I liked that Tom Bedford was a young English boy, but that he had a great love for all things Western. I don’t want to give away too much of the story, but I loved the books insight into westerns, 1950’s Hollywood, and the Iraq War. It was also thought provoking how Tom realized that there were decisions in life that may seem small at the time, but can have terrible consequences. He had to learn not to suffer thinking about these decisions and to move on with life.

The Brave audiobook was read by Michael Emerson. I am a huge fan of Lost and loved Emerson’s portrayal of Benjamin Linus on the show. I must admit that when I first started listening to this book, I felt like it was slightly menacing hearing “Ben” narrate the story. As I continued to listen, I thought of it more as the alternate world kindly teacher Ben narrating the story. And I may have started to picture Tom Bedford looking like Michael Emerson. I am ready to watch a movie version of this novel with Michael Emerson in the lead role! That being said, I thought Emerson did a good job as the reader of the novel, but as a fan of Lost, it did play into my perceptions of the novel until the story caught me so much that I didn’t care anymore.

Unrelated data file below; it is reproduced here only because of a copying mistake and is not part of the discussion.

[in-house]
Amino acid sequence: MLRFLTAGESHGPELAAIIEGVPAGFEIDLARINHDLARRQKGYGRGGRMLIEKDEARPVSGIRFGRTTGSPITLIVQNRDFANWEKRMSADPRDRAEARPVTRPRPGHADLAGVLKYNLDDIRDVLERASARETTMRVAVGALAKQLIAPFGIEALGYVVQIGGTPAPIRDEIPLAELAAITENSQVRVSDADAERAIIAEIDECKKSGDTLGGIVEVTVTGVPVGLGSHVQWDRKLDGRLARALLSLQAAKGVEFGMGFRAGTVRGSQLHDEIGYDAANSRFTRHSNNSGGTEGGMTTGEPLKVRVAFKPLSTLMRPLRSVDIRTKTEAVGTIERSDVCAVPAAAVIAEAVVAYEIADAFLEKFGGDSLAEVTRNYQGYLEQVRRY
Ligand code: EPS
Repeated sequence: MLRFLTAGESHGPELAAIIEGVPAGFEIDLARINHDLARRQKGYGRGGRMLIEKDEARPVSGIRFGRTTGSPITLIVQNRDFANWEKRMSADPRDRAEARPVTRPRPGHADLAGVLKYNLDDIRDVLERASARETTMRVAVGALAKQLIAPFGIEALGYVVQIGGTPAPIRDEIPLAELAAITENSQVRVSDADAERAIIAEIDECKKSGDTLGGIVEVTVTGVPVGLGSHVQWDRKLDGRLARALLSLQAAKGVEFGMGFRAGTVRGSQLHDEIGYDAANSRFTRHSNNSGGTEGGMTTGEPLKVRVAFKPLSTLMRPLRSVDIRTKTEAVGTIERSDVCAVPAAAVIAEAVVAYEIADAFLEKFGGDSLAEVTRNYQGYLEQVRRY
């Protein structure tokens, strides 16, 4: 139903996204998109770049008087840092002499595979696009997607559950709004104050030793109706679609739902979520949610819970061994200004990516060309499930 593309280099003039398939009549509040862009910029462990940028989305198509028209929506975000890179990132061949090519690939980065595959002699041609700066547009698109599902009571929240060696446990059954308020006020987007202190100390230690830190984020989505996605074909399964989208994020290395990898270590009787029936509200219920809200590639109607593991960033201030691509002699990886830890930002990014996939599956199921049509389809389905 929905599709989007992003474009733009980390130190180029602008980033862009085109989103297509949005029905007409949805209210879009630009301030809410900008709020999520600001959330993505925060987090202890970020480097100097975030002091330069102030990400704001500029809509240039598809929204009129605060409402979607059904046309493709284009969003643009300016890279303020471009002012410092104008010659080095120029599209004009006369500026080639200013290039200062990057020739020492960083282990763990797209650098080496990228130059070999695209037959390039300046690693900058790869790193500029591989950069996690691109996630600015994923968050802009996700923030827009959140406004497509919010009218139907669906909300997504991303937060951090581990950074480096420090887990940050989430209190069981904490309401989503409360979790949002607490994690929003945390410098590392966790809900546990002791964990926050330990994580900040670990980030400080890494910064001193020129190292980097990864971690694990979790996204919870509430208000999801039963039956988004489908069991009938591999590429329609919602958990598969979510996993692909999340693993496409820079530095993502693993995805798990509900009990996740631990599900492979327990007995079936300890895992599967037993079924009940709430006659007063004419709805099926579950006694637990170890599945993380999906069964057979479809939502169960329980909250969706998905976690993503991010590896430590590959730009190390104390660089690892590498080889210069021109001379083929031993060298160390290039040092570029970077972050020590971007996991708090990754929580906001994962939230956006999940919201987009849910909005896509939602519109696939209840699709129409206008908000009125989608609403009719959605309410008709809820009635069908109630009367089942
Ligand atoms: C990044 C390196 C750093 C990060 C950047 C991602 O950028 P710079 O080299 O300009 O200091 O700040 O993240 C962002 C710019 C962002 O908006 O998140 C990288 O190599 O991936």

Overall, this was a great book and I highly recommend it to anyone looking for a great story.

Book Source: Review Copy from Hachette Book Group. Thank-you!

Wednesday, December 22, 2010

Giveaway - Rescue by Anita Shreve Audiobook

Anita Shreve is one of my favorite authors, and I feel very privilaged that Hachette Book Group is allowing me to giveaway two audiobook copies of her latest novel, Rescue. I can't wait to review this audiobook for myself!

Book Description (from Hachette Book Group):
A rookie paramedic pulls a young woman alive from her totaled car, a first rescue that begins a lifelong tangle of love and wreckage. Sheila Arsenault is a gorgeous enigma--streetwise and tough-talking, with haunted eyes, fierce desires, and a never-look-back determination. Peter Webster, as straight an arrow as they come, falls for her instantly and entirely. Soon Sheila and Peter are embroiled in an intense love affair, married, and parents to a baby daughter. Like the crash that brought them together, it all happened so fast.

About the Author: